The number of Royal Bengal tigers in the Sundarbans, the world's largest mangrove forest, has increased slightly, with around 114 found in the Bangladeshi part in 2018, says a new survey.
A survey by the Forest Department in 2015 said there were only 106 tigers in Bangladesh at the time.
The survey, conducted using camera traps, found a tiger density of 2.17 for every 100 sq km of the Sundarbans.
The total number of tigers increased by eight in 2018, according to the report released on Wednesday, titled “Second Phase: Status of Tigers in Bangladesh Sundarbans - 2018”.
Forest, Environment and Climate Change Minister Md Shahab Uddin said the Forest Department made the finding after carrying out the survey in the Sundarbans’ Khulna, Satkhira and Sharankhola ranges between Dec 1, 2016 and Apr 24, 2018.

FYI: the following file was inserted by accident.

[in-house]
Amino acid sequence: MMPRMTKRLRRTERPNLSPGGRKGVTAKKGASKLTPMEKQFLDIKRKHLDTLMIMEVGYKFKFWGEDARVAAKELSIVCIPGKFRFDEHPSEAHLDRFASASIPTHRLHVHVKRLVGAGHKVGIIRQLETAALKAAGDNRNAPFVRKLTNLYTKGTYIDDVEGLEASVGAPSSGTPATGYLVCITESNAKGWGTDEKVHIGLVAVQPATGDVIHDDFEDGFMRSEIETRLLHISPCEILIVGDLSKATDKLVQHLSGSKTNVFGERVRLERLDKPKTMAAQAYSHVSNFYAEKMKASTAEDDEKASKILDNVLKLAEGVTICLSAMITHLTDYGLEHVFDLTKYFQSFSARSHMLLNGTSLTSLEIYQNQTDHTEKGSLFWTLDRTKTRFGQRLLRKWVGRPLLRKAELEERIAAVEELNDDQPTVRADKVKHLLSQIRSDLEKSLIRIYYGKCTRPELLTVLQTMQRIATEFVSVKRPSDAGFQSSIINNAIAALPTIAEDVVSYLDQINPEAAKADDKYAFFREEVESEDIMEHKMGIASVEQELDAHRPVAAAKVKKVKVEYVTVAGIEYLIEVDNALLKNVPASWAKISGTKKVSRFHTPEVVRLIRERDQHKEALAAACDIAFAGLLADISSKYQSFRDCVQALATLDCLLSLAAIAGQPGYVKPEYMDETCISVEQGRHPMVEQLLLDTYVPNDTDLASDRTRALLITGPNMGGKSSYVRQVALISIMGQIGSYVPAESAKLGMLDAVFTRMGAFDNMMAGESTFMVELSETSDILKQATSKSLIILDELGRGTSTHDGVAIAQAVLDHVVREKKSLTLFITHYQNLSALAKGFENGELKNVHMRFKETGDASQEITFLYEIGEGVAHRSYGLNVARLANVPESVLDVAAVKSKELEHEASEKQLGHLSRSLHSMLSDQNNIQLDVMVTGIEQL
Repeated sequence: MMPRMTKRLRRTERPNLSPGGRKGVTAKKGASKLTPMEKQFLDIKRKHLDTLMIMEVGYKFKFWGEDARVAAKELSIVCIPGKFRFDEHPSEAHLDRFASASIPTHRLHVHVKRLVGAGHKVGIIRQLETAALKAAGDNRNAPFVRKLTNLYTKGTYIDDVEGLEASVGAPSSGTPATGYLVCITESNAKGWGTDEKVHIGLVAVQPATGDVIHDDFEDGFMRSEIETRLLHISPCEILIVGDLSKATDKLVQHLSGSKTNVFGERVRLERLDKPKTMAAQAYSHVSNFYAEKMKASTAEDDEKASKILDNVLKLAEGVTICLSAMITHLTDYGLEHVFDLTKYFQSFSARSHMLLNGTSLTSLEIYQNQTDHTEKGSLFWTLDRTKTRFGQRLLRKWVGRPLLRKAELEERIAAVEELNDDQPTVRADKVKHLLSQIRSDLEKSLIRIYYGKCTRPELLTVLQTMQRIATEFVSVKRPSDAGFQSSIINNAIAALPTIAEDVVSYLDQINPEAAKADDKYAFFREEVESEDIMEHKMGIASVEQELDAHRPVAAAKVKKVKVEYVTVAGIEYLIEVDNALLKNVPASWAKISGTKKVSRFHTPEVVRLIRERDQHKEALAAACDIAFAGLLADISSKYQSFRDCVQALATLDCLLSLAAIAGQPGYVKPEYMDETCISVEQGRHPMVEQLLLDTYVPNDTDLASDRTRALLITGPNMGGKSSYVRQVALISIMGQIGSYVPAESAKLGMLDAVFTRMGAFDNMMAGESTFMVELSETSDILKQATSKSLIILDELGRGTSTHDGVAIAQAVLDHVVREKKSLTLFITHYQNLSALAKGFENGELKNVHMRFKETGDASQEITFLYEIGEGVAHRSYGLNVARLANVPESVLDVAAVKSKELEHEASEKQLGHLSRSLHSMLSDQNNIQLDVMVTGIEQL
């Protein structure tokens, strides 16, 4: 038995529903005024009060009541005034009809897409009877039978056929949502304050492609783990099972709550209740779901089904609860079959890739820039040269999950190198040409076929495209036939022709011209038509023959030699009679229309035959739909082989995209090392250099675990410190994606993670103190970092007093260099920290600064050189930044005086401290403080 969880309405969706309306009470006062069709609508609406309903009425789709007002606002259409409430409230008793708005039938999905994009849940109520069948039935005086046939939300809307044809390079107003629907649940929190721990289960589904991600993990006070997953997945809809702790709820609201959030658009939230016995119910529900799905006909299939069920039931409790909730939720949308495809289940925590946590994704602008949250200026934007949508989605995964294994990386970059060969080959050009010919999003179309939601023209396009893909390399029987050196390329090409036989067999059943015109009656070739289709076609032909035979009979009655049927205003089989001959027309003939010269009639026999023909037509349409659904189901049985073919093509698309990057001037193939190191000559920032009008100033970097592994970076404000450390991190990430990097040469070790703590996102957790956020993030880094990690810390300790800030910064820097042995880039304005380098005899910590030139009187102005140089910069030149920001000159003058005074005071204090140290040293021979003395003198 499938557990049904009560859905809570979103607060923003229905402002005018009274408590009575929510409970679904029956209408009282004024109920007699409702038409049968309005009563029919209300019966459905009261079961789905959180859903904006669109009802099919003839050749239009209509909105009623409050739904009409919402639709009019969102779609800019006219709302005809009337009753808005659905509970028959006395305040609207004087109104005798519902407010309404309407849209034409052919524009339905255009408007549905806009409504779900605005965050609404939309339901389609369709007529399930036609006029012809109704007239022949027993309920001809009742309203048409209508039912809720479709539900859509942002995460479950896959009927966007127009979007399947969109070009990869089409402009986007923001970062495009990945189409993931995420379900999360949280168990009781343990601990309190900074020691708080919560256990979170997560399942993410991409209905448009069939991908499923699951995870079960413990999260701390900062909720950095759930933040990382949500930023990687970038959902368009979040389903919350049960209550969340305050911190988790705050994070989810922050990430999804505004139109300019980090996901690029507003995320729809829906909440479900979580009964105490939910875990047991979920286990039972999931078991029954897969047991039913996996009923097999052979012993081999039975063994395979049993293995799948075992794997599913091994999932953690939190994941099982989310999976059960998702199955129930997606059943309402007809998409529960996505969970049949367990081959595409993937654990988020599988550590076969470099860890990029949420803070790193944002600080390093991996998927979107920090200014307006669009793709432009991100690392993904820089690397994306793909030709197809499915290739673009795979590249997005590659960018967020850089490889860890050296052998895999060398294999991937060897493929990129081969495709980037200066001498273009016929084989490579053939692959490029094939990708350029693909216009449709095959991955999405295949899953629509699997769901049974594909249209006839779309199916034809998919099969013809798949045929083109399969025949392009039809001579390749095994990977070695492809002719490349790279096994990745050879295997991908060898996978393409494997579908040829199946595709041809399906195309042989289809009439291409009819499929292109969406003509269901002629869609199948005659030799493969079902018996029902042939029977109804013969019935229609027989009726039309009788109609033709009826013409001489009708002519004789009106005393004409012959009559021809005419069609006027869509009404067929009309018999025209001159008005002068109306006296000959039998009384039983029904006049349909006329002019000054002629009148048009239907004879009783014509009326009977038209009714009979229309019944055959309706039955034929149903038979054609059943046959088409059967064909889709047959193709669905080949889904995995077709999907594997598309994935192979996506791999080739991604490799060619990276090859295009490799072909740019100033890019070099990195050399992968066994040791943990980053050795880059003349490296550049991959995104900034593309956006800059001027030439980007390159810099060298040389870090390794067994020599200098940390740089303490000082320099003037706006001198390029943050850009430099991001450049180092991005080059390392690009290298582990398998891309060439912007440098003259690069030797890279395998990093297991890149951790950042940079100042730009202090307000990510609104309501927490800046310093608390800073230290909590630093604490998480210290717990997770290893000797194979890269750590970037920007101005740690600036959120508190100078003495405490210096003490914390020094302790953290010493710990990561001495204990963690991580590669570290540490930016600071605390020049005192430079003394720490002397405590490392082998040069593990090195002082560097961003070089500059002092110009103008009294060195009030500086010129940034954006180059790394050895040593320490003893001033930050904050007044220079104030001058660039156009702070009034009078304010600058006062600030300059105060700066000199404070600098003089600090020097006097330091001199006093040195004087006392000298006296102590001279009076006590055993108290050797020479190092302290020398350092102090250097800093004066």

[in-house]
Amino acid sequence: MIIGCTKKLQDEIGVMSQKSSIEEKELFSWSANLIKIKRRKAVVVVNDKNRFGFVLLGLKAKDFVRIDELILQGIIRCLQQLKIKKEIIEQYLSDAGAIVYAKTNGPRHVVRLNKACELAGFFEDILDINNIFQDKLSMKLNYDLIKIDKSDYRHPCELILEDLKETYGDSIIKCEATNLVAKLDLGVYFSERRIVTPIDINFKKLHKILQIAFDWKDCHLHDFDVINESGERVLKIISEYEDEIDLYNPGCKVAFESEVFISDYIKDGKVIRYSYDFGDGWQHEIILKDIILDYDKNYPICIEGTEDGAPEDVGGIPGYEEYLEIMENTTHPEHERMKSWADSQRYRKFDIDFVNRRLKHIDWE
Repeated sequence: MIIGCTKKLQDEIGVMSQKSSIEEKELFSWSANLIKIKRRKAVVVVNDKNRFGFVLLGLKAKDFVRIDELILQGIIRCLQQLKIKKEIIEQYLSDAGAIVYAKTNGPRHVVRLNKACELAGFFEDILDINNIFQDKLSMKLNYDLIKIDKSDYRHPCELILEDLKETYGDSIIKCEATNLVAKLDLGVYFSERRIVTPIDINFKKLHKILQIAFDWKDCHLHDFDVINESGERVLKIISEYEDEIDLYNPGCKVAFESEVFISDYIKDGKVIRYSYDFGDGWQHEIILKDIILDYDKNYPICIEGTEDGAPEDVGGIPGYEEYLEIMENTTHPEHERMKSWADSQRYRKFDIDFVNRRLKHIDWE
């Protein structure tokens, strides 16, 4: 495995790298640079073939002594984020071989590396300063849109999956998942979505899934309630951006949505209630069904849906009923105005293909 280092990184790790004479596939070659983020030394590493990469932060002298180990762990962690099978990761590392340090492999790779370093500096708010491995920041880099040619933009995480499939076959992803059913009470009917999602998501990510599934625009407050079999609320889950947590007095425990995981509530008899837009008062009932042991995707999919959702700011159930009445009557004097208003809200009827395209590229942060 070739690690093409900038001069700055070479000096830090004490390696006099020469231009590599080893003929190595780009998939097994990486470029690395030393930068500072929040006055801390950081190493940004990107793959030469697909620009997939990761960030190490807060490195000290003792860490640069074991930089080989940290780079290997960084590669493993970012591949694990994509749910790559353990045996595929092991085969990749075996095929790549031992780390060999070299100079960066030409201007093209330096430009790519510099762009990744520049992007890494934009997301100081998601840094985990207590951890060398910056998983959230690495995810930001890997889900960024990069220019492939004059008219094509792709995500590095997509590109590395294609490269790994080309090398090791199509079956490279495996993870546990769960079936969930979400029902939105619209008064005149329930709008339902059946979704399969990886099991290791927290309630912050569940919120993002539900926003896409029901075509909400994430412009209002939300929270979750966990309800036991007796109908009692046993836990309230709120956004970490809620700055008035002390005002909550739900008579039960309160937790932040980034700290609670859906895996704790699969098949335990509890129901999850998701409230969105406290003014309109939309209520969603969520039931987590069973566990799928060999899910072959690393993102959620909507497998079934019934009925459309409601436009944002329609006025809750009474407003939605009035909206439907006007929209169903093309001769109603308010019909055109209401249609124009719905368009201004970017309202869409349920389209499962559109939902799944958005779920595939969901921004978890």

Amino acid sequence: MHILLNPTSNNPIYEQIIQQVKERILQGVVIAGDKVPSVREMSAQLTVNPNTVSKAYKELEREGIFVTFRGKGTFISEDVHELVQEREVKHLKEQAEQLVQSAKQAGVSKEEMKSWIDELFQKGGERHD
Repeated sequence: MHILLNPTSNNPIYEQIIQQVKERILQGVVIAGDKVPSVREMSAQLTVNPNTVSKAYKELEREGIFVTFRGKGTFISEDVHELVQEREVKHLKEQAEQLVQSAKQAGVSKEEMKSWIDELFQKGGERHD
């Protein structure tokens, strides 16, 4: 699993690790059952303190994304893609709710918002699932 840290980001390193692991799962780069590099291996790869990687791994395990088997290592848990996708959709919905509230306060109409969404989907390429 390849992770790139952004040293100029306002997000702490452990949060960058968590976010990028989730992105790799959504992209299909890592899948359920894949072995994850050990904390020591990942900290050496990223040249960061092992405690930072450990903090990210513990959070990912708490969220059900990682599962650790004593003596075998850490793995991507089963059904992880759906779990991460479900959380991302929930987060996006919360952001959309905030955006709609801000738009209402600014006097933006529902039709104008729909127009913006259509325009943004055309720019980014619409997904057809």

The forest department special camera traps at three blocks in these ranges, spanning 1656 sq km and collected 2466 photos over 249 days.
After analysing the photos, they later determined the figure based on the 63 adult, four juvenile and five minor tigers pictured during the survey.
Funded by USAID, the survey was conducted under the Bengal Tiger Conservation Activity Project, reports bdnews24.com.
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